single-family sales, single-family sales in the next six months and buyers’ traffic. The
4Q11 present conditions index is up +29.5% from 3Q11 and +21.3% from a year ago
while the next six months index is up +29.8% from 3Q11 and +22.9% from a year ago.
While +29.8% improved from 3Q11, buyers traffic in 4Q11 was flat from a year ago.
The multi-family housing market continues to outperform the single-family market.
Housing starts in structures with more than 1 unit increased +102.9% YoY in 4Q11 to
49,100 units after increasing +25.8% YoY in 3Q11. The 4Q11 average SAAR of 203,700
starts is up +7.4% from the previous quarter. SAAR of multi-family housing starts is now
at its highest level since 3Q08.
Multi-family starts increased +53.5% in 2011 to 177,800 starts after increasing +6.3% in
New private multi-family construction put-in-place increased +12.2% YoY in 2Q11 to $1.3
billion after increasing +10.0% YoY in 3Q11. On a seasonally adjusted basis, multi-family
construction put-in-place increased +3.6% from the prior quarter.
New multi-family residential construction put-in-place increased +0.4% in 2011 after
declining -48.6% in 2010.
Renovations and Improvements
The renovation market continues to benefit from the decline in new and existing home
sales. Expenditures on renovations and improvements increased +3.2% YoY in 4Q11
to $28.8 billion after declining -1.3% YoY in 3Q11. On a seasonally adjusted basis,
renovations and improvements improved +7.0% from the prior quarter.
The renovations market improved +2.8% in 2011 to $114.7 billion after declining -0.4% in 2010.
In addition, the Remodeling Market Index as reported by the National Association of
Homebuilders increased +12.3% YoY to 46.6 in 4Q11. While both the Current Conditions
Index and Index of Future Expectations improved and are at their highest levels
since 4Q06, they continue to languish below 50. An RMI below 50 indicates that more
remodelers report market activity is lower (compared to the prior quarter) than
report it is higher.
Future expectations have not exceeded current conditions since 1Q07. Future
expectations consistently exceeded current conditions from 2003 through 2005.
While the Index declined for all components, owners continue to heavily favor minor
additions and alterations (vs. major remodels or maintenance and repair) while rentals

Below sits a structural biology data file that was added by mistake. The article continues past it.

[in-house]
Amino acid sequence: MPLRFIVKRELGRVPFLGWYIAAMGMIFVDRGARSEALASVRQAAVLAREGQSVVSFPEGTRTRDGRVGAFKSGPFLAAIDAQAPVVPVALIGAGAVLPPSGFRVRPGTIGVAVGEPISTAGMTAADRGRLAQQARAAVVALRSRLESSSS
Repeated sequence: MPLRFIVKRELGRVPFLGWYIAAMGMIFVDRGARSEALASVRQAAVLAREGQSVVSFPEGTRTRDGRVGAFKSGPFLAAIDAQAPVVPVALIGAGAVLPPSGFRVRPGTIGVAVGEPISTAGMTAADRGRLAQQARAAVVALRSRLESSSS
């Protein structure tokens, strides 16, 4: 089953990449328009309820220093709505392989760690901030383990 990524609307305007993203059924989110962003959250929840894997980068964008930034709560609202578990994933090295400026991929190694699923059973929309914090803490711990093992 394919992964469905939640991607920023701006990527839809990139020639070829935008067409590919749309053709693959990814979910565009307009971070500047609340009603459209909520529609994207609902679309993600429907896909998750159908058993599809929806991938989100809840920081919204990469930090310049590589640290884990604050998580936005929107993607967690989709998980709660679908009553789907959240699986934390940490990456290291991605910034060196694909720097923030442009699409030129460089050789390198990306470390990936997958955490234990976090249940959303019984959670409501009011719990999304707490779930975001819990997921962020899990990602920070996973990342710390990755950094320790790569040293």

favor major additions alterations (vs. maintenance and repair and minor remodels).
The Midwest outperformed the balance of country on nearly all housing metrics while
the Northeast region underperformed on all housing metrics. The South and West
regions show gains in leading indicators such as permits and starts.
Housing Market Outlook
After a dismal year for housing industry economists in predicting 2011, they continue to
fine-tune their 2012 estimates. 2012 average total housing starts estimates now stand
at 703,000 units, a +15.7% increase over 2011. Estimates sit in a pretty tight range and
vary from a low estimate of 699,000 starts from the Mortgage Bankers Association to a
high estimate of 708,000 from Fannie Mae.
2013 industry average estimates are 901,000 starts, a +28.2% increase over 2012.
Estimates vary greatly and range from 813,000 (Mortgage Bankers Association) to
986,000 (National Association of Realtors).
2012 industry average single-family housing starts estimates now stand at 477,000
starts, a +11.1% increase over 2011. Estimates for 2012 single-family housing starts
range from a low of 443,000 from the Portland Cement Association to a high of 499,000
from the National Association of Home Builders.
2013 estimates average 617,000 starts, a 26.3% increase over 2012, and range from
586,000 (Mortgage Bankers Association) to 660,000 (National Association of Home
New single family home sales estimates now average 343,000 units for 2012, a 13.6%
increase over 2011, and range from a low estimate of 324,000 (Mortgage Bankers
Association) to a high estimate of 360,000 (National Association of Home Builders).
2013 estimates average 459,000 units, a 33.8% increase from 2012, and range from a
low estimate of 395,000 (Mortgage Bankers Association) to a high estimate of 506,000
(National Association of Home Builders).
Nonresidential Building Construction
U.S. Department of Commerce reported nonresidential building construction putin-
place increased +3.4% YoY on easier comparisons to $69.5 billion in 4Q11 after
declining –1.3% YoY in 3Q11. This is the first quarter since 4Q08 that nonresidential
building construction has seen year-over-year growth. On a seasonally adjusted basis,
nonresidential construction declined a modest -1.6% from the previous quarter.
Nonresidential building construction declined -4.1% in 2011 to $275.7 billion after
declining -23.2% in 2010.
Lodging, amusement & recreation and office markets continue to see the largest